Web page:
jump to navigation

About That Renewable Energy… March 4, 2019

Posted by geoff in News.

Amidst the discussions over AOC’s silly “Green New Deal,” we have a sensible voice emerging from the crowd: a gentleman who pitched his own, less ambitious, Green New Deal more than 10 years ago:

I thought the solutions were pretty straightforward: solar panels on every roof, electric cars in every driveway, etc. The main obstacles, I believed, were political. And so I helped organize a coalition of America’s largest labor unions and environmental groups. Our proposal was for a $300 billion dollar investment in renewables. We would not only prevent climate change but also create millions of new jobs in a fast-growing high-tech sector.

Our efforts paid off in 2007 when then-presidential candidate Barack Obama embraced our vision. Between 2009–15, the U.S. invested $150 billion dollars in renewables and other forms of clean tech. But right away we ran into trouble.

The “trouble” he mentions falls into 3 categories:

  1. Solar and wind energy require large acreage and have significant environmental impacts. Both are also very site-reliant, especially wind energy.
  2. Solar and wind energy are intermittent, requiring either energy storage or backup energy sources. Both cause their own set of problems.
  3. Building solar panels involves environmentally unsavory materials, so disposal of panels at the end of their (short) lifetime is problematic.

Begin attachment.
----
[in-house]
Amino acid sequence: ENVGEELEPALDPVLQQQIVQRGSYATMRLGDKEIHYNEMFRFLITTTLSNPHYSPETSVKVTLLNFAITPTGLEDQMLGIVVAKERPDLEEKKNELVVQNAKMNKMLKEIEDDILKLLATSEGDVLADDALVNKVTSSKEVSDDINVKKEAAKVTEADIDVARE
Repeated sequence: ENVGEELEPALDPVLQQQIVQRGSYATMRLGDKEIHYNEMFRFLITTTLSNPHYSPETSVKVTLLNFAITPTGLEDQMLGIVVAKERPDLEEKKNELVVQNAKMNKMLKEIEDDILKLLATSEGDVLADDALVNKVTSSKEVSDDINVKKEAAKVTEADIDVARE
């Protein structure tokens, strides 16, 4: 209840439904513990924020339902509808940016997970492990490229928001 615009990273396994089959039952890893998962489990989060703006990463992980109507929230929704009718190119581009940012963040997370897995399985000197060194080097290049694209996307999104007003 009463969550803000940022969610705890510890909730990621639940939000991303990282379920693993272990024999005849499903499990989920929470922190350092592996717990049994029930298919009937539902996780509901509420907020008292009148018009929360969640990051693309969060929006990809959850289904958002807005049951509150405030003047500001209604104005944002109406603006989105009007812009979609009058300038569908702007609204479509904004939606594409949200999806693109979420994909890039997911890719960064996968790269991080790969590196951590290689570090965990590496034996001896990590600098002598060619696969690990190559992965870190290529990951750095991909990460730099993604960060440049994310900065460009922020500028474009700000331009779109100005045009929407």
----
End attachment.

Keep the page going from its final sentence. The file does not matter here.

One consequence is that energy savings from renewables haven’t been realized. Take solar panels, for example:

…one-time cost savings from making them in big Chinese factories have been outweighed by the high cost of dealing with their unreliability.

Consider California. Between 2011–17 the cost of solar panels declined about 75 percent, and yet our electricity prices rose five times more than they did in the rest of the U.S.

He then notes that the energy source that is actually the cheapest and cleanest is one that has been with us for 65 years:

*** Nuclear Power ***

In something of a coincidence, I was recently writing a proposal concerning fusion energy, and ran across a paper comparing the ultimate cost of various energy sources, including construction, operation, and environmental costs. Here is their final summary chart:

Yup, the cheapest power source is the one all the way to the left:

Good Old Nuclear Power


1. geoff - March 4, 2019

Of course that last chart didn’t help my fusion proposal any.

Leave a Reply

Fill in your details below or click an icon to log in:

WordPress.com Logo

You are commenting using your WordPress.com account. Log Out /  Change )

Google photo

You are commenting using your Google account. Log Out /  Change )

Twitter picture

You are commenting using your Twitter account. Log Out /  Change )

Facebook photo

You are commenting using your Facebook account. Log Out /  Change )

Connecting to %s

%d bloggers like this: